Nicky Lloyd: What’s next after the end of the Tenant Protection Act?

Nicky Lloyd: What’s next after the end of the Tenant Protection Act?

Nicky Lloyd

Nicky Lloyd, head of ESPC Lettings, shares what comes after the end of The Tenancy Protection Act and what landlords in Scotland need to know about the changes.

It’s certainly an interesting time to be a landlord or a tenant in Scotland, as the private rental sector faces a marked change in circumstances, once The Cost of Living (Tenant Protection) Scotland Act 2022 comes to an end on 31 March this year, ceasing the controversial 3% rent cap and eviction moratorium that’s been in place since late 2022.

What is happening with the Tenant Protection Act on the 1st of April 2024?

It’s now been confirmed by the Scottish Government that from 1 April 2024, there will be new legislation in place surrounding private lets. Firstly, the eviction moratorium will lift, meaning that landlords will resume power to remove tenants from properties if so required, following the correct procedure.

Will landlords in Scotland be able to increase rent by any amount?

The biggest news for most is that the 3% rent cap will also lift, and landlords will be able to propose a rent increase of any amount. However, there are other rules which come into play if a tenant decides to challenge the increase and refers it to the rent office for adjudication. In this instance, an annual rent increase of 6% will be permitted, providing that this figure doesn’t increase the property’s rental rate above open market value. If the open market value of a property is deemed to be higher than 6% above its current rent, then 0.33% can be added for each percentage point above 6%, to a maximum cap of 12% above the current rent.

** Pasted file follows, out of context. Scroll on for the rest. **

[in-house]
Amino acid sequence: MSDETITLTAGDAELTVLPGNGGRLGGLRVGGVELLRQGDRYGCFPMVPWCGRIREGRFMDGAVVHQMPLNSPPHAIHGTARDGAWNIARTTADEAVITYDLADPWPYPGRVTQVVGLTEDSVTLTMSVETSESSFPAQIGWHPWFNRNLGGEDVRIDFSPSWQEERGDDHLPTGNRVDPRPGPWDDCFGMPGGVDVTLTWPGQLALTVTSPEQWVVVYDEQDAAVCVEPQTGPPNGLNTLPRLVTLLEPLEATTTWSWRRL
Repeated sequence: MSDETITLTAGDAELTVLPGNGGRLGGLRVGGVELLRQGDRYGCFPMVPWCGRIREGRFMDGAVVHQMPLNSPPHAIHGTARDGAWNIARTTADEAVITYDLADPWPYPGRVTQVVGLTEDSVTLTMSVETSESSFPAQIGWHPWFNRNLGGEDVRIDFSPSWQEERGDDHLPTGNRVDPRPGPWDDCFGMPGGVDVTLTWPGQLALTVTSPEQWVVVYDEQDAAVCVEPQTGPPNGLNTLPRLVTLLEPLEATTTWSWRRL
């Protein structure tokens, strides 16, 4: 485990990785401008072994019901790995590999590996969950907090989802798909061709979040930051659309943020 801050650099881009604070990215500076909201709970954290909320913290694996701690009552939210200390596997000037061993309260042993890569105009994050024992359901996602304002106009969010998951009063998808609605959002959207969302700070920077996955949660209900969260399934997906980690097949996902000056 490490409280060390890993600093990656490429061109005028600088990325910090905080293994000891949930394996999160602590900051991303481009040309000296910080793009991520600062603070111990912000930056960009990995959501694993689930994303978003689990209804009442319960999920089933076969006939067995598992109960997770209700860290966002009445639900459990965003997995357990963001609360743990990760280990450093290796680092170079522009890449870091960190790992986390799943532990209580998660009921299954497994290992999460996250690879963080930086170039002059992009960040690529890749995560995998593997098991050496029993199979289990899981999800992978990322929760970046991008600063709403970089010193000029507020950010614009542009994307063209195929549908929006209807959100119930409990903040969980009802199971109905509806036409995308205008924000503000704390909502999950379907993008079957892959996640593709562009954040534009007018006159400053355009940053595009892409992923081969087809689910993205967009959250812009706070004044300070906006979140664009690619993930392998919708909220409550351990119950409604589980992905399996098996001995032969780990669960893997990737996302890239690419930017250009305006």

What happens if a tenant disputes a rent increase?

The ‘open market rent’ will be determined by local rent officers, using the rental rates of similar properties let recently and historically, alongside market data. If tenants are unhappy with the outcome from the rent officer, they can escalate their appeal to a First Tier Tribunal.

How often will landlords in Scotland be able to increase rent?

Landlords will not be permitted to raise rents more frequently than once every 12 months, and they must give 12 weeks’ notice of any increase to tenants. Despite rent increases now being permitted from 1 April and this being knowledge in the public domain, landlords will not be able to issue notice of rental increases prior to 31 March 2024.

Will the Scottish Government change this new system again?

This system will be reviewed by the Scottish Government in early 2025, so there may be more changes on the horizon next year.

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